Kusijanović was born in Dubrovnik, to a family that couldn’t be further from Julija’s in the film. Her mother is a successful art restorer and painter. “I was very lucky to grow up in a family of very strong women. In fact, I discovered feminism very late. I didn’t know that I had to call myself a feminist because there was just a mode feminist life in our family. She became a child actress, working from the age of six, mostly in theatre. “I was very outgoing and outgoing. I would be the one who would gather the children from my street for a theater performance. From the age of five, I was conducting, in fact.
It was also during this time that Kusijanović’s childhood was swept away by the violence of the Balkan Wars. Her family fled Croatia as refugees in 1991, living abroad for a few years, first in Italy, then in a monastery in Austria, and finally in Germany. “I thought it was a trip. My mom was really amazing at pulling this off. She really made it feel like a game. I don’t know if I could do that with my son.
When they returned to Dubrovnik, the family’s apartment inside the city walls had been partially destroyed by a grenade. And then there was the trauma; One day, Kusijanović’s teacher was worried enough to call her mother. “I wrote dark poems. ‘My city is bleeding’ – that was the name of a poem. I wrote a lot about the fight between good and evil.
Terrifyingly, after the war, back in Croatia, Kusijanović had a near-death experience in a landmine explosion. Driving in the mountains on a narrow road with his family, they encountered an oncoming car. As the two cars passed, the other car drove towards a mine: “Our front wheel was 10 cm from the landmine. The other car exploded in the air and crashed into our car. The guy driving was decapitated. I was seven years old. I have seen everything. She says that one day she would like to write a story, something with a fantasy element, of a childlike view of war.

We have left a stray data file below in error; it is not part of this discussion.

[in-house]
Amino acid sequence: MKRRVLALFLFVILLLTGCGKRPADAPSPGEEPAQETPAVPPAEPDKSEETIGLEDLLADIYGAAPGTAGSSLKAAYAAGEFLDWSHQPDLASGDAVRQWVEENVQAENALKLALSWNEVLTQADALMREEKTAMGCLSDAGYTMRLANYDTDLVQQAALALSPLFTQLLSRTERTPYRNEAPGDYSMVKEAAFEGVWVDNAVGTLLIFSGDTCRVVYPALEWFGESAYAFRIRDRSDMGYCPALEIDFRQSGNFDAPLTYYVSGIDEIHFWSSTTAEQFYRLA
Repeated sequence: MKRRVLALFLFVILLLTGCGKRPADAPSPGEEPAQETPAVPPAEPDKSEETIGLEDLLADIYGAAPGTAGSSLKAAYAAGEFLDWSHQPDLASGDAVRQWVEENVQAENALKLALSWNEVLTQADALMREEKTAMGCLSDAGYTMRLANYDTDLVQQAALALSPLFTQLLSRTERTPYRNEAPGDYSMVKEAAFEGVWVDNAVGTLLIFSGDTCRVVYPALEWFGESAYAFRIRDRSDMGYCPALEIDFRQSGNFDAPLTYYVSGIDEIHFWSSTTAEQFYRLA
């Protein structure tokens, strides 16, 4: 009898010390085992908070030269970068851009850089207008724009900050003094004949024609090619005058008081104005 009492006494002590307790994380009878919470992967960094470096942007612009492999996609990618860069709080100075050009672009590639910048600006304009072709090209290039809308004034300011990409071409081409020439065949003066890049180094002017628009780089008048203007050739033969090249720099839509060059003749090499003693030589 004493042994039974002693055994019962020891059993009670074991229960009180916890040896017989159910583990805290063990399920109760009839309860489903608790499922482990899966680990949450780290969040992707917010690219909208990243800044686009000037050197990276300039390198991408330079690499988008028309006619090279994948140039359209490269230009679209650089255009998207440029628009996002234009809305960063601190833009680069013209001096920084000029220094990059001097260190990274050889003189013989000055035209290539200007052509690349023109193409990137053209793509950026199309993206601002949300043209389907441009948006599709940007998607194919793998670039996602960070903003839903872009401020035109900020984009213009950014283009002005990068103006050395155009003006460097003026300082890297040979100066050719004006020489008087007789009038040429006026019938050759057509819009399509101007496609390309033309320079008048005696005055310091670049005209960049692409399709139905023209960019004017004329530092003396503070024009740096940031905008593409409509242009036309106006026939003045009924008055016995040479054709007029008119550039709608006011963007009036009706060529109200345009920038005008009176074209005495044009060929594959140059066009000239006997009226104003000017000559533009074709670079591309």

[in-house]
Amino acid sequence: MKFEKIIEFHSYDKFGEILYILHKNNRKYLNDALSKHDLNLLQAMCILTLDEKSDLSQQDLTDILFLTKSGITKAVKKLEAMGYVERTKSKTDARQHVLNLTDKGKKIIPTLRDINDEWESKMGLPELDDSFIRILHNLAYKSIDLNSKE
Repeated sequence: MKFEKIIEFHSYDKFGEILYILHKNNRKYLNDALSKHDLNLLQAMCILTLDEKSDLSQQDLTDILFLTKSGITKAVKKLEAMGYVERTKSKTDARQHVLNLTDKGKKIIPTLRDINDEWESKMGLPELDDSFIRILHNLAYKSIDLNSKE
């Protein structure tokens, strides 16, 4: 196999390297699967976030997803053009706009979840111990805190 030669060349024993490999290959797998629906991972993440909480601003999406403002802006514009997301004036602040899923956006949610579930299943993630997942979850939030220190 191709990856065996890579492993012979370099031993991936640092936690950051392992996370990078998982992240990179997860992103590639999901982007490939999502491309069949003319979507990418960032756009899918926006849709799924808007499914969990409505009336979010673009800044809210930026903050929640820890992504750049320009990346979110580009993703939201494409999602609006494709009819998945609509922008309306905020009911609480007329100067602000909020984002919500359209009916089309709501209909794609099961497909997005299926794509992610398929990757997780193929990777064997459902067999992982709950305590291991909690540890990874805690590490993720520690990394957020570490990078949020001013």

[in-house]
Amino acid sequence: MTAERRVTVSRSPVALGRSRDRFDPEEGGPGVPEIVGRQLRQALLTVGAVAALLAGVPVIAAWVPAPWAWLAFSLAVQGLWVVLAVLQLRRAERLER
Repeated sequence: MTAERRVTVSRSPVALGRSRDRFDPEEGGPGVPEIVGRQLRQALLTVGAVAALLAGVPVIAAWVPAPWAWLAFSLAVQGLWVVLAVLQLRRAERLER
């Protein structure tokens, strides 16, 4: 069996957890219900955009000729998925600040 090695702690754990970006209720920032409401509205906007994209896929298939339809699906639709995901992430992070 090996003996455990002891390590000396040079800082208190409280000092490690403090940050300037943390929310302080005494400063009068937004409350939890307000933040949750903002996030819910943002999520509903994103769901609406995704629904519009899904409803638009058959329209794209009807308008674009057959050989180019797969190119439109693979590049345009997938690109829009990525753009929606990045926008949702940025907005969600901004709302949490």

How has being a child of war shaped her? Kusijanović pauses for a moment, deep in thought. “From an early age, I had a very strong sense of time. I think that’s what shaped me the most. I don’t think there’s anything worse than not exploiting your time and your potential. It’s a real sin.” Another long pause. “War is a very stupid thing. There is no good reason to be in a war.” She must be watching the horror in Ukraine very closely, I say. “Yes of course. It’s awfully familiar.
At 27, Kusijanović began a master’s degree in film at Columbia University. The story of how she first picked up a camera sounds like an episode of The Sopranos. A few years before MA, she decided to make a documentary about a labor dispute between union and non-union construction workers in her New York neighborhood. It sounded funny: one day someone brought in a giant inflatable rat. “It was really fascinating until I scratched too deeply.” After being trailed by heavyweights for a few days, things turned sour. First intimidation: “They said to abandon this story, otherwise I risk disappearing.” She told them where to stick it. When the threats turned physical, the police advised him to stop his film.
It sounds terrifying. She shrugs. “If you’re not fighting for something that matters, you shouldn’t be doing anything. I would never direct a cute story. I do not have time. Because, you know, I can die tomorrow.
What she expects, however, is something on the scale of a superhero movie. Even before I ask the question, she answers: “I want to do that! If you know someone who’s going to offer me that, I’m willing to go. I wouldn’t guess it.